The adrenaline was really pumping as the pilot skilfully manoeuvred the Robertson 44 through the still air, the desert oaks forming patterns on the red earth beneath us. The few minutes prior to sunset is the optimum time for the light to dance on Uluru, creating a kaleidoscope of colour that ends with the deepest red illuminating the whole rock – and the sun was sinking quickly.

Maintaining a steady grip on the camera was an art in itself and I was clicking so rapidly I almost missed the full moon faintly appearing to one side of The Rock. No, I wasn’t expecting it to be blue (just in case you were wondering), however, the blue sky combined with the tinge of pink did give the scene a mysterious “this doesn’t happen very often” look.


Uluru Sunset from Kantju Gorge

The desert oaks that surround Uluru add a different mood to sunset up close. (Photo: Jocelyn Pride)


Over the next two days I learnt the many facets of Uluru, how it takes on a totally different appearance depending on the light.

Our free tours were carefully planned to take advantage of the magical times of the day – sunrise, sunset and at the isolated, less touristy spots.


Uluru's Kantju Gorge

Access to Kantju Gorge at sunset is a privilege for guests of Longitude 131 only. (Photo: Jocelyn Pride)


The tour through Kantju Gorge to the inside of Uluru at sunset presented another photographer’s paradise as the texture of the surface of the rock took on the most vivid red hue. Standing with the flame-red rock surrounding me, I felt overcome by the beauty and proud to belong to this incredible country.

I’d waited half a lifetime to see it and here it was right before my very eyes any time I wanted it.

I was fascinated by the way it changed, and I’d play a game of turning away and looking back quickly. Each time we returned to our palatial tent, I kept a running record of photographs of The Rock; I had literally thousands and figured that the “blue moon” and inside Uluru shots were the best bet as far as my colleague’s challenge was concerned.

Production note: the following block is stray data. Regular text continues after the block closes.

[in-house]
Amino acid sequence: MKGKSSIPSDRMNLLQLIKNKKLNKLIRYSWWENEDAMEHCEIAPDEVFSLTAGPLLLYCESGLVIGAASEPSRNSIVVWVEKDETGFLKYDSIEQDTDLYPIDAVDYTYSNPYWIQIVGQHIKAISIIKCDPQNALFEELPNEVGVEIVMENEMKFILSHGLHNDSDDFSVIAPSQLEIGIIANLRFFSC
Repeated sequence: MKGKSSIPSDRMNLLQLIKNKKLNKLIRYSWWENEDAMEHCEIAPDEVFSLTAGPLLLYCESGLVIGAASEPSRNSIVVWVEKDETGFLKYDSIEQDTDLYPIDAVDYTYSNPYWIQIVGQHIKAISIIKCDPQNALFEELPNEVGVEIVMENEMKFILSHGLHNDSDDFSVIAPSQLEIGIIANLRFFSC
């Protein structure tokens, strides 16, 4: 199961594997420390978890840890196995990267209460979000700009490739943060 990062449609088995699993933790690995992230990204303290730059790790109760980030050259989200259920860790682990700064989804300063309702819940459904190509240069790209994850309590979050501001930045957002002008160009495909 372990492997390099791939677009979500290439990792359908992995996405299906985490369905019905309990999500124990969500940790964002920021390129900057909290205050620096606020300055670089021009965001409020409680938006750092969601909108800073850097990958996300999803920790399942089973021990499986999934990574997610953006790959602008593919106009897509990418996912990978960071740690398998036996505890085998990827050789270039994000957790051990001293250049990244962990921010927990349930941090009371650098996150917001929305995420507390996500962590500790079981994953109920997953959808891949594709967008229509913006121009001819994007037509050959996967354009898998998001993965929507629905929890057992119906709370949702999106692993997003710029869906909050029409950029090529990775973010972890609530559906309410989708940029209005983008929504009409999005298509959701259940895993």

Mist and Uluru, Northern Territory

The many moods of a remarkable rock . . . including a rare once-in-a-blue-moon image, and some eerie”floating Uluru” shots. (Photo: Jocelyn Pride)



That was until our final morning (which also happened to be our anniversary), when we sat up in bed about half an hour before dawn to see the entire area enveloped in mist.


Desert Oaks, Uluru, Northern Territory

A rare mist in Uluru creates a ghostly milieu amongst the desert oaks.. (Photo: Jocelyn Pride)


Scrambling quickly to the dune in front of our tent (with camera in hand, of course), we watched the desert awaken through a soft haze.

Uluru was literally floating on a sea of mist as the first rays of sunlight cut through, creating a dreamlike scene. Desert oaks emerged amid a range of muted colours; droplets of moisture sparkled along spinfex stems. What a way to finish our amazing holiday in this unique location.


The many moods of a remarkable rock . . . including a rare once-in-a-blue-moon image, and some eerie”floating Uluru” shots. Images by Jocelyn Pride


Want more? Read about our latest visit to Uluru’s Longitude 131.